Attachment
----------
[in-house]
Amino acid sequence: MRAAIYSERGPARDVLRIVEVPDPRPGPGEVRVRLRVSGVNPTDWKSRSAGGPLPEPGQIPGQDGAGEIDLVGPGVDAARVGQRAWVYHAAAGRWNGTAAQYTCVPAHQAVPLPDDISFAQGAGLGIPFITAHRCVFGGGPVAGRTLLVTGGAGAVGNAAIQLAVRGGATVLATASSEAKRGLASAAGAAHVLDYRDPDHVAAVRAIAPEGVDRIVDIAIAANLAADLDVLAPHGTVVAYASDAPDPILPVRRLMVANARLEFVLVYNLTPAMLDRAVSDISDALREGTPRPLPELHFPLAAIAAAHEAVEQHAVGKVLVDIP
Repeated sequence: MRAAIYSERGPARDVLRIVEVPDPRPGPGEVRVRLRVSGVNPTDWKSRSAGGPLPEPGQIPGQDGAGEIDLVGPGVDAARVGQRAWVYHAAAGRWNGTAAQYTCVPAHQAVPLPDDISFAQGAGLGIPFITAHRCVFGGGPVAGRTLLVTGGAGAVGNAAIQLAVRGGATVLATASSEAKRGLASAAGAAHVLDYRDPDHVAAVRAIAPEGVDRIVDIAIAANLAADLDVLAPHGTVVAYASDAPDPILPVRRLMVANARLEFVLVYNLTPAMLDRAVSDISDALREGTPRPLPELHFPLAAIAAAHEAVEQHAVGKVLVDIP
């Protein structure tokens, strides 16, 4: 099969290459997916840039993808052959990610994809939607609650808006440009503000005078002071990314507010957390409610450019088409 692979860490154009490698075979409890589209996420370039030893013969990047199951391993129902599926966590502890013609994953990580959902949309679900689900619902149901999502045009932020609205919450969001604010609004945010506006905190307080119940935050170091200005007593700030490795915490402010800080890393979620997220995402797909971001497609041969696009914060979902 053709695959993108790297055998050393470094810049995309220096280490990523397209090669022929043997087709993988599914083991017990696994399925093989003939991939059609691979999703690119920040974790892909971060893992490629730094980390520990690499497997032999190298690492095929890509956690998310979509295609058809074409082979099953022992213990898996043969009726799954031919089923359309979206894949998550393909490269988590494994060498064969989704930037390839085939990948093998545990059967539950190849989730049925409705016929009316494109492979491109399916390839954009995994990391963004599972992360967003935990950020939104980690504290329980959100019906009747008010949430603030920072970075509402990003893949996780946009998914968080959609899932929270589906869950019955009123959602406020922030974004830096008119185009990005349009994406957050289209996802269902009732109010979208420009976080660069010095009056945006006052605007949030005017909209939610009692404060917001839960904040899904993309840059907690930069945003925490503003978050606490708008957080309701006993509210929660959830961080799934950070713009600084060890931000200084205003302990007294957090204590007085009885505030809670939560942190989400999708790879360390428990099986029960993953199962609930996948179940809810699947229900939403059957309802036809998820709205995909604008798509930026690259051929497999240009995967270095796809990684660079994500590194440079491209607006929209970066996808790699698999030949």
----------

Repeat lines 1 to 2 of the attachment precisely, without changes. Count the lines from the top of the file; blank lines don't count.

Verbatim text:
[in-house]
Amino acid sequence: MRAAIYSERGPARDVLRIVEVPDPRPGPGEVRVRLRVSGVNPTDWKSRSAGGPLPEPGQIPGQDGAGEIDLVGPGVDAARVGQRAWVYHAAAGRWNGTAAQYTCVPAHQAVPLPDDISFAQGAGLGIPFITAHRCVFGGGPVAGRTLLVTGGAGAVGNAAIQLAVRGGATVLATASSEAKRGLASAAGAAHVLDYRDPDHVAAVRAIAPEGVDRIVDIAIAANLAADLDVLAPHGTVVAYASDAPDPILPVRRLMVANARLEFVLVYNLTPAMLDRAVSDISDALREGTPRPLPELHFPLAAIAAAHEAVEQHAVGKVLVDIP